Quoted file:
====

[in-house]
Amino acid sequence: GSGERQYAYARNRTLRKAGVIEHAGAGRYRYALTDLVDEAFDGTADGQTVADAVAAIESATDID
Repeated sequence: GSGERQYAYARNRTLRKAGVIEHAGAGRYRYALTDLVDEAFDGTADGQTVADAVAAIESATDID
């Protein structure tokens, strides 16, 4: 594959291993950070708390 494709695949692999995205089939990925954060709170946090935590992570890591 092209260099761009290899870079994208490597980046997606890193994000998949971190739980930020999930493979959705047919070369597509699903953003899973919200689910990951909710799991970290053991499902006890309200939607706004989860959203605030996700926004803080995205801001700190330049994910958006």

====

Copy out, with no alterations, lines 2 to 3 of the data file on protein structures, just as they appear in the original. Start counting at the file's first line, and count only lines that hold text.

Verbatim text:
Amino acid sequence: GSGERQYAYARNRTLRKAGVIEHAGAGRYRYALTDLVDEAFDGTADGQTVADAVAAIESATDID
Repeated sequence: GSGERQYAYARNRTLRKAGVIEHAGAGRYRYALTDLVDEAFDGTADGQTVADAVAAIESATDID